EARLY LIFE & EDUCATION
Ada Ellen Bayly was born in Brighton at No. 5 Montpelier Villas on the 25th March 1857, she was the youngest of 4 children of a barrister of the Inner Temple. Affectionately called Ellie, she had a happy childhood with her brother and sisters, holidaying in a little village near Brighton and Farnham.
Her school days were of a mixed experience, she described herself as not very good at arithmetic and hating grammar but often got lost in her own daydreams which she wrote down as she always had a love for stories, she always dreamt of writing books and kept a notebook with her to jot down any anecdotes that happened throughout her day- some of these anecdotes would later feature in her novels, she also had a great love of music and was deeply religious.
Aged 10 she contracted and survived measles but the disease caused trouble with her eyes and left her in a ‘delicate nature’, so she was sent to live in the country for about 2 years with her Aunt and Uncle in Caterham. She lost her father just after she had moved to live with her aunt and uncle and returned home to Brighton as her mother had become quite ill, the family had now moved to Denmark Terrace after outgrowing Montpelier Villas. Her mother died when she was 14 and, in 1887 on hearing one of her sisters was to be married, the family home in Demark Terrace had to be given up, the younger siblings were allowed for a year to live under the chaperonage of a lady in the family home, but Ellie requested to move to a boarding school in Sussex Square, she spent 2 years there before moving to Miss Chapman’s school in Dyke Road.
When Ada was 17 the second eldest of the sisters were married and it was arranged that the 2 youngest should make their home with the eldest sister at Lincoln. Although Lincoln was her home, she was constantly travelling, paying visits to her many friends and relations. She often stayed with her sister at Beccles, or with her cousins in Farnham and visited her uncle and aunt at Caterham. In 1876 she went to Wales with them which she kept a journal of. In some of her letters she describes the parish work she took up in the poorest part of Lincoln.
In 1880 Ada left Lincoln and moved to live with her sister Mrs Jameson, this was for a time in London, she also visited Italy with her friends and again in 1881 spending Easter there. The family came to Eastbourne in 1884 when Hampden Gurney Jameson, her sister’s husband, became a curate at St Saviour’s Church; he was later to become the first vicar of St Peter’s, Ada lived in the family house in College Road until her death on the 8th February 1903 aged 45, she never married.
She wrote under the ‘pen name’ Edna Lyall (formed using letters from her 3 names) which was unusual at the time- female novelists normally wrote under a male pseudonym, this could have been a sign of her burgeoning feminist attitude. Part of her success was due to her practice of using characters form one novel in a different capacity for her next. Many of her novels offered interesting explorations of the writer’s creative process.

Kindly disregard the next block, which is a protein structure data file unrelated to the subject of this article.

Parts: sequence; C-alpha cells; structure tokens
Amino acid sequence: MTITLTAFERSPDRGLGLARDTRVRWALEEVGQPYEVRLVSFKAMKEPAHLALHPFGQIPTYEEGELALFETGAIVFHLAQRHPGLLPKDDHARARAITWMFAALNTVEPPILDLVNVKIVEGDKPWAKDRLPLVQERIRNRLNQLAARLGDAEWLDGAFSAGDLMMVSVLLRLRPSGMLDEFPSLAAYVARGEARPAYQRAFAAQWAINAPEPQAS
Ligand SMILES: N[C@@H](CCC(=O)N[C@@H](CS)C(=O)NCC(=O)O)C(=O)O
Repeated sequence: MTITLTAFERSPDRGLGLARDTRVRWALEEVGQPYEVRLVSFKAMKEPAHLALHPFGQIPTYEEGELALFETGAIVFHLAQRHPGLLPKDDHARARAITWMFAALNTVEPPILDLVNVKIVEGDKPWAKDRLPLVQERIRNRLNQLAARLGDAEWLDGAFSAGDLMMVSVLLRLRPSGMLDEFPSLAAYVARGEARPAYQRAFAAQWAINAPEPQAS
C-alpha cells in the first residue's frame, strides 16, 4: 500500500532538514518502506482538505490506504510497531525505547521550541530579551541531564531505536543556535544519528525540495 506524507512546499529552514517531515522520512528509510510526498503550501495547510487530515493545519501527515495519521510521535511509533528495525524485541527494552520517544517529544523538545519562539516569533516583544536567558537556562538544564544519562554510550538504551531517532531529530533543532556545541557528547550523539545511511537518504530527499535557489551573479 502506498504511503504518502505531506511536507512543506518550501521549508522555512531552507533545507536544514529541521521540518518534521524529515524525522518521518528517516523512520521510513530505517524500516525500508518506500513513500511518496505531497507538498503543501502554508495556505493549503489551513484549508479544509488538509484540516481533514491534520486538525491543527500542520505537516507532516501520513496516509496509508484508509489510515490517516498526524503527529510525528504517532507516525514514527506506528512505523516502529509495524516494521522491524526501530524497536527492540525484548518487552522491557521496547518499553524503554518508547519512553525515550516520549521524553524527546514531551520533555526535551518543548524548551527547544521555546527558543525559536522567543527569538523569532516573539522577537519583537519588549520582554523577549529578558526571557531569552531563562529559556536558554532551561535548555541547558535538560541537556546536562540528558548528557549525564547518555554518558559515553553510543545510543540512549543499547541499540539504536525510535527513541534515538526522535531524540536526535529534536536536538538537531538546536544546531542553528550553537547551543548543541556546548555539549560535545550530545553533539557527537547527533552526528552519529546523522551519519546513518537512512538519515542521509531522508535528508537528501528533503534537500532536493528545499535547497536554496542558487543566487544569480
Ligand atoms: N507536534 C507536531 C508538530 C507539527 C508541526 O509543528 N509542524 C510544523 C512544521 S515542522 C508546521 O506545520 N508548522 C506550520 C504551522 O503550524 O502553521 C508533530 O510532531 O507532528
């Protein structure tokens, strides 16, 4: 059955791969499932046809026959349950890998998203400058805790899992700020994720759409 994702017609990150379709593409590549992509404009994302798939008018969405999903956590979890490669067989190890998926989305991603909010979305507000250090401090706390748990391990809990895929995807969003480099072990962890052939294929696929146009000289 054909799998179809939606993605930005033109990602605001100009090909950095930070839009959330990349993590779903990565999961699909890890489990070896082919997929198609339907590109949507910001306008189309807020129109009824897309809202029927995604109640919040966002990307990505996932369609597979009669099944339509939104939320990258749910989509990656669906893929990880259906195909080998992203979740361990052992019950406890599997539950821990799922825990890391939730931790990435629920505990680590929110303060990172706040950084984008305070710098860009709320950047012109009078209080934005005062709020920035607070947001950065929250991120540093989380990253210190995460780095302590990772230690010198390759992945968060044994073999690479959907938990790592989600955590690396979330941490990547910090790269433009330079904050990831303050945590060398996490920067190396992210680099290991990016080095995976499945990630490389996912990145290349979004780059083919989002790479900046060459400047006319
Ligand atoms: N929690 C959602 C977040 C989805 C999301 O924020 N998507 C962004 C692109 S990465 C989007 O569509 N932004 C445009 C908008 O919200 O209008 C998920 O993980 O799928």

She was forced to reveal her true identity in 1886 when an imposter in Ceylon claimed to be Edna Lyall and to quash a rumour that she was incarcerated in a lunatic asylum.
1879, Won by Waiting
A story for girls and begun soon after she finished school
The book was published in 3 volumes and received mixed reviews of both good and scathing. She sent a copy to the prime minster of the time William Gladstone
1884, We Two, sequel of the former
This book was her first success, it was based on the life of Charles Bradlaugh, who was a social reformer and advocate of free thought.
1885, In the Golden Days
First novel to be written in Eastbourne. Most successful of her novels
1887, Autobiography of a Slander
Written on the back of claims that she was incarcerated in a lunatic asylum which was translated into several languages.
1890, Derrick Vaughan: novelist
1894, To Right the Wrong, 3 vols
1894, Doreen: the story of a singer
Based on the Irish troubles and dedicated to W.E Gladstone
1896, The Autobiography of a Truth
Dealt with the Armenian cause and the royalties went to the Armenian Relief Fund.
1898, Hope the Hermit
A bestseller in the Lake District, and the later inspiration for Hugh Walpole’s Rogue Herries. Last book read to John Ruskin on his death bed
1902, The Burges Letters
1902, The Hinderers
Dealt with the second South African War
To read Laura’s full research click here
Ada is an inspiration in the sense that she followed her dream of becoming a writer no matter what obsticles were in her way, whether it being losing both her parents at a young age, facing health challenges or criticism for her works she carried on none the less. She seized all opportunities presented to her and had the support of her family (sisters, aunts etc.) which I can relate to. Despite being semi disabled most of her life she managed to write her novels and commit charitable, religious and political work. She seemed very down to earth and had a good sense of humour.